Getting Jazzed

Maria Eklind via Creative Commons Flickr

November 27, 2016

There's a new kind of music packing nightclubs with young fans. It's jazz - but not the sound of your grandparents' supper club. Infused with hip hop and other popular musical forms, jazz is being remade. We talk with some of today's biggest and most innovative jazz stars, including Esperanza Spalding and Vijay Iyer, and explore the magic of improvisation.

  1. Ecstatic Rhythm

    Ted Gioia was in high school when he first visited a jazz club and he realized instantly, "This is it! This is what I've been looking for." The experience changed his life and since then he's become a noted jazz critic and historian. Gioia's new book is "How to Listen to Jazz." He tells Anne Strainchamps that new collaborations with rappers and rockers are revitalizing today's jazz.

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  2. Leroi Jones' "Blues People"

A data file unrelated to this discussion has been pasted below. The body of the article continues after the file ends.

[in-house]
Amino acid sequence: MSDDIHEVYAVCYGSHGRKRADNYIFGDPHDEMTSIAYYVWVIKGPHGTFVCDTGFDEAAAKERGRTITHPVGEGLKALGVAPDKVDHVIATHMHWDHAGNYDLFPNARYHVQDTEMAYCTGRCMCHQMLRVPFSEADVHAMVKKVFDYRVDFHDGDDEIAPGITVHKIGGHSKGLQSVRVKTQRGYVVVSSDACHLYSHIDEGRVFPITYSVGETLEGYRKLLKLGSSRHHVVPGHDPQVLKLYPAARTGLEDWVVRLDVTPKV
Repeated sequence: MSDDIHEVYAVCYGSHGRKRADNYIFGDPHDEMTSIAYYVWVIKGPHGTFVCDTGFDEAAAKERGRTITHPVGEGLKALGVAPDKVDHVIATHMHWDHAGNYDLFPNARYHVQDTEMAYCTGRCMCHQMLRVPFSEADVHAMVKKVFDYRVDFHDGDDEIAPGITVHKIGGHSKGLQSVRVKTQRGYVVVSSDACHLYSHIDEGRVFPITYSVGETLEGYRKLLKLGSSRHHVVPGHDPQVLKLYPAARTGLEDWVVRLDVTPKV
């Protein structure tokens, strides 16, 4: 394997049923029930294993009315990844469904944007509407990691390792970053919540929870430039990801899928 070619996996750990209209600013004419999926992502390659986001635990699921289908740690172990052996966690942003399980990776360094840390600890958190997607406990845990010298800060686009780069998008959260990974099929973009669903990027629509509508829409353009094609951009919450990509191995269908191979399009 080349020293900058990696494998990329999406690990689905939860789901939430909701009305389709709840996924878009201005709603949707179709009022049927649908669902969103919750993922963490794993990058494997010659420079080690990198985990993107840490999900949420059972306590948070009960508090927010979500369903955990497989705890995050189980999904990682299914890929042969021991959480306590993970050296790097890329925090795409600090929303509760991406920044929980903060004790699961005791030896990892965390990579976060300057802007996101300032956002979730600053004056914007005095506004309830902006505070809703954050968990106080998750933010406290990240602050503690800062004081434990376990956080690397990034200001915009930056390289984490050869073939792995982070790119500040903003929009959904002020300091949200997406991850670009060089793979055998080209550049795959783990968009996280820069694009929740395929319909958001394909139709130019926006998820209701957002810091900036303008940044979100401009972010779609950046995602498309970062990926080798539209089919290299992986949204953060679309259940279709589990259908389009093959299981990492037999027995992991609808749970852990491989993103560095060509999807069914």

Alex Abramovich recommends "Blues People: Negro Music in White America" by Leroi Jones, who later changed his name to Amiri Baraka.

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  3. Esperanza Spalding's "Good Lava"

    Esperanza Spalding is one of the brightest young stars in jazz - except she resists being labeled a "jazz musician." In fact, her new album "Emily's D+ Evolution" sounds more like rock than jazz. When she sat down in our studio with Steve Paulson, she talked about her childhood roots in classical music before her momentous discovery of jazz improvisation.

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  4. Tord Gustavsen Recommends a Norwegian Jazz Classic

    Norway's acclaimed pianist Tord Gustavsen recommends another Norwegian classic, Masqualero's album "Bande a Part."

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  5. What Is Music?

    Celebrated jazz pianist Vijay Iyer has a Ph.D in music cognition and a penchant for asking big questions - like, what is music? And what does it do for us? Steve Paulson caught up with Vijay backstage before a recent concert, where they talked about improvisation and the parallels between jazz and basketball.

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